Mike Streetz, Citrix Consultant


Cool Tools Show 214: Mike Streetz

Our guest this week is Mike Streetz. Mike is a new dad, home automation aficionado, electronics tinkerer/maker, and IT Consultant by day. He hails from Sydney, Australia, and is currently based in Los Angeles with his wife and son. You can find him on Flicker and Twitter @O_P.

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Show notes:

Lifetime Folding Table ($40)
It’s a white plastic table. It’s got a hinge in the middle. It’s about double the width of a card table. It has sort of metal legs on either side with a crossbar between the legs, but there’s no crossbar going across that would hit your legs, so it’s all nice and out of the way in that regards. I use it for a lot of things. At the moment, I’m using it basically just to clean up my main desk and move stuff off of that, but I used it over Christmas, actually, as a present wrapping station because you can raise the height to standing height and work with it that way. It’s great for when you need extra space to sort out the contents of some boxes, also doubles as a work surface.

Synergy from Symless
Synergy is a keyboard and mouse sharing software essentially. You run the software on every computer that you want to share the keyboard and mouse with. You said it up as a server on the machine that the keyboard and mouse are plugged into, and then all the other machines are clients. It has a configuration screen where you can show the physical location of the monitor that you want to move into. Basically, you just drag your mouse to the edge of the window and it automatically jumps onto the window of the other machine. To give you an example, I have on my desk in front of me now a Mac laptop and a Windows laptop, and my Mac laptop is to the left of me and my Windows laptop is to the right. I’ve got two external monitors plugged in. If I’m doing work on my Mac, which has my keyboard and mouse plugged into it, I can start typing. I can copy a block of text. I can move my mouse all the way to the far right corner of the screen. It will automatically move into the Windows screen, and then I can control V and it will paste the contents of the clipboard from my Mac into my Windows machine.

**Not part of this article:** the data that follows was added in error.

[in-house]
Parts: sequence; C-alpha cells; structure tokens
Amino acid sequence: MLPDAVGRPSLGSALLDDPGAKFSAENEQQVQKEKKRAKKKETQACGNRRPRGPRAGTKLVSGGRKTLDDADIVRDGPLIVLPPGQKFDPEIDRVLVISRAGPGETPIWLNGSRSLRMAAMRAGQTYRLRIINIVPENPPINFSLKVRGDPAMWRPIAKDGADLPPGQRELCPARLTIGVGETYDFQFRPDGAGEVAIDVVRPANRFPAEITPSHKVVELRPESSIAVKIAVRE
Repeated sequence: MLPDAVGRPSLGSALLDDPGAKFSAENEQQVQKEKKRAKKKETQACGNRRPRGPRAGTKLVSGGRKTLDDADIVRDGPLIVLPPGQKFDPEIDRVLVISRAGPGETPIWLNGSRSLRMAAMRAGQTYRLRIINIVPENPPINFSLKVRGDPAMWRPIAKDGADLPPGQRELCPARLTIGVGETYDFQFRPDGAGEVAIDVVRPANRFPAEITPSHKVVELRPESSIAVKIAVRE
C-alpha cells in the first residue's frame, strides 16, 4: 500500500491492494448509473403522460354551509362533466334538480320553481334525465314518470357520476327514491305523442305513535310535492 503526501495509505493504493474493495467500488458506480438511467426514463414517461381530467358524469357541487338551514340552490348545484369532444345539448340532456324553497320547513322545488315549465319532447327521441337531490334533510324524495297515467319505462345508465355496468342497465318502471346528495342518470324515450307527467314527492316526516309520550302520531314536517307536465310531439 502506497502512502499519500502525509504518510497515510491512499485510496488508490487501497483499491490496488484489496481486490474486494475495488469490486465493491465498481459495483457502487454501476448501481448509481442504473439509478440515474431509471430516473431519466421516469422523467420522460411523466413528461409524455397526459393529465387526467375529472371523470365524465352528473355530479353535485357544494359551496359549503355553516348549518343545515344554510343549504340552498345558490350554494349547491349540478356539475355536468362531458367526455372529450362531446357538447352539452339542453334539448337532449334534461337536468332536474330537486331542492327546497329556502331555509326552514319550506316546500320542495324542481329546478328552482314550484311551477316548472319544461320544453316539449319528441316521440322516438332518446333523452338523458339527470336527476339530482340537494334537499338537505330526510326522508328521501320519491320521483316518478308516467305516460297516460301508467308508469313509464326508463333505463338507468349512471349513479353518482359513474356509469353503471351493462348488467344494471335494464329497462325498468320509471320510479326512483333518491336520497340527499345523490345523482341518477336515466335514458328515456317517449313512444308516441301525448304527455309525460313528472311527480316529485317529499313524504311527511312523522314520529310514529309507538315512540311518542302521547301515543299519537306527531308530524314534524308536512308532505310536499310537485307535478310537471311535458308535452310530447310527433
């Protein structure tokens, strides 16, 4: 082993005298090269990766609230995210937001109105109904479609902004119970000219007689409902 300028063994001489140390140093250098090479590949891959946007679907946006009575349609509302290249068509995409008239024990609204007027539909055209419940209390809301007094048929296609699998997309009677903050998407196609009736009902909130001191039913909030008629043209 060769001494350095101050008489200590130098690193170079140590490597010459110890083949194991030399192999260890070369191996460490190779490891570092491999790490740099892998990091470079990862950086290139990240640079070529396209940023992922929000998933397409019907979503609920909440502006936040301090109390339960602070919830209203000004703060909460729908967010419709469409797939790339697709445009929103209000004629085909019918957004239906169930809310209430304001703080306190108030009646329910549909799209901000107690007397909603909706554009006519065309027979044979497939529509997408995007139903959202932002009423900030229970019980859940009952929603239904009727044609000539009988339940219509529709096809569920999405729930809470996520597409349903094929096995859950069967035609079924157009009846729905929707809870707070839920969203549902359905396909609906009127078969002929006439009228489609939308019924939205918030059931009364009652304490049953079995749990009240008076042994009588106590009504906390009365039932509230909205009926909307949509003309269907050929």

NEBO Ratcheting Screwdriver ($22)

I don’t even remember how I found out about this, but it’s one of the best screwdrivers I own and I never see it pop up on anyone’s lists despite how good it is. It has a great ratcheting mechanism, comfortable and grippy handle, can work at 45, 90 degrees straight and has a bit holder in the handle and holds both SAE and metric sockets in the supplied case. I’ve had mine for 2 years and use it multiple times a week. The main advantage to this one for me is that it’s a ratcheting screwdriver and a ratcheting socket wrench essentially. You can move back and forth from one tool to the other just by swapping the head out really quickly. My only complaint would be that the base cap should have been reverse threaded, as if you apply pressure when driving a screw or ratcheting, it will unscrew itself.

PortPlugs SIM Card Removal Tool Set ($6, 6pk)
I kind of went down a weird internet rabbit hole trying to find a tool that was the right diameter, the right length, and that was sturdy enough to use as a pin reset tool, but also a tool that could hit the reset holes on all of the electronics that I have around that I need to reset. Pick up any electronic device that’s sitting next to you and you’ll probably see that there’s a little hole with “reset” written underneath the hole. Essentially what you do is that when you power on the device, if you insert like a paperclip or this specialty tool into that hole, it hits a button that’s recessed and it tells the device to essentially blow away all its settings and go into a fresh configuration mode. I’ve been needing to do that with these little security cameras I have because I changed the Wi-Fi network that they were on. The problem I have with paperclips is that the paperclips that I always have on my desk are never the right diameter to fit into all of the holes. They’re either too big or they’re so small that you try to put them in and they’ll wobble around and they’ll bend. They won’t stay straight and they won’t hit the little button on the back. A paperclip is generally not sturdy enough to eject the SIM card on a phone I find. It turns out watch band removal tools are the perfect tool for this. I settled on a cheap 6-pack set of these. 
This looks like a better tool though as it has a cap and a replaceable pin, it’s also a little longer for certain recessed reset buttons.


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